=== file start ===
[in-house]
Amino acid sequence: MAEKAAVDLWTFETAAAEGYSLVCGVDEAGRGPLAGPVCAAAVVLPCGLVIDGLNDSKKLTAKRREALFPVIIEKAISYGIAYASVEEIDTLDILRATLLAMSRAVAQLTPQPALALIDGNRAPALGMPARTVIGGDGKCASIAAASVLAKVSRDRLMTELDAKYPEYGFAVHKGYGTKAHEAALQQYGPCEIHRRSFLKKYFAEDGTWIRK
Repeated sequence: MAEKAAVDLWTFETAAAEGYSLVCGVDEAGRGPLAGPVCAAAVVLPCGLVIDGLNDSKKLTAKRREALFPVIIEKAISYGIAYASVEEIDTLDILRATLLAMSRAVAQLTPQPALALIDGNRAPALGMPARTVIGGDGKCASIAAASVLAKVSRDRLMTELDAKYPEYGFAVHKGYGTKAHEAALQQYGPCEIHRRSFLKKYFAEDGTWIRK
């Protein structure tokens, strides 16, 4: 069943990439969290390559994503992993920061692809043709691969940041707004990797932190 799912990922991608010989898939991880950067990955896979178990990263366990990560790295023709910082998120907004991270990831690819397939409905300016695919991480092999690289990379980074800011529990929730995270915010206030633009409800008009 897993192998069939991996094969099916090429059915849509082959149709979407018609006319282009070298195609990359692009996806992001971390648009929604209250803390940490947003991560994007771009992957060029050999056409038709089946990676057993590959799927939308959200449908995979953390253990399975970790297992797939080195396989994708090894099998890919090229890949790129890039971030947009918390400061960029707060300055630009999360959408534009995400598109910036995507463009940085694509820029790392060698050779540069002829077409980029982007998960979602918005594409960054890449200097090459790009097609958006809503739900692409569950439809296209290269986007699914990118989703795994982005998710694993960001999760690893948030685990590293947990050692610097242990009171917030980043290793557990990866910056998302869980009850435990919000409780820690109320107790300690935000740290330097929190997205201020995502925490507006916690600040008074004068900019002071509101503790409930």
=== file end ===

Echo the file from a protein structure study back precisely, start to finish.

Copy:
[in-house]
Amino acid sequence: MAEKAAVDLWTFETAAAEGYSLVCGVDEAGRGPLAGPVCAAAVVLPCGLVIDGLNDSKKLTAKRREALFPVIIEKAISYGIAYASVEEIDTLDILRATLLAMSRAVAQLTPQPALALIDGNRAPALGMPARTVIGGDGKCASIAAASVLAKVSRDRLMTELDAKYPEYGFAVHKGYGTKAHEAALQQYGPCEIHRRSFLKKYFAEDGTWIRK
Repeated sequence: MAEKAAVDLWTFETAAAEGYSLVCGVDEAGRGPLAGPVCAAAVVLPCGLVIDGLNDSKKLTAKRREALFPVIIEKAISYGIAYASVEEIDTLDILRATLLAMSRAVAQLTPQPALALIDGNRAPALGMPARTVIGGDGKCASIAAASVLAKVSRDRLMTELDAKYPEYGFAVHKGYGTKAHEAALQQYGPCEIHRRSFLKKYFAEDGTWIRK
């Protein structure tokens, strides 16, 4: 069943990439969290390559994503992993920061692809043709691969940041707004990797932190 799912990922991608010989898939991880950067990955896979178990990263366990990560790295023709910082998120907004991270990831690819397939409905300016695919991480092999690289990379980074800011529990929730995270915010206030633009409800008009 897993192998069939991996094969099916090429059915849509082959149709979407018609006319282009070298195609990359692009996806992001971390648009929604209250803390940490947003991560994007771009992957060029050999056409038709089946990676057993590959799927939308959200449908995979953390253990399975970790297992797939080195396989994708090894099998890919090229890949790129890039971030947009918390400061960029707060300055630009999360959408534009995400598109910036995507463009940085694509820029790392060698050779540069002829077409980029982007998960979602918005594409960054890449200097090459790009097609958006809503739900692409569950439809296209290269986007699914990118989703795994982005998710694993960001999760690893948030685990590293947990050692610097242990009171917030980043290793557990990866910056998302869980009850435990919000409780820690109320107790300690935000740290330097929190997205201020995502925490507006916690600040008074004068900019002071509101503790409930």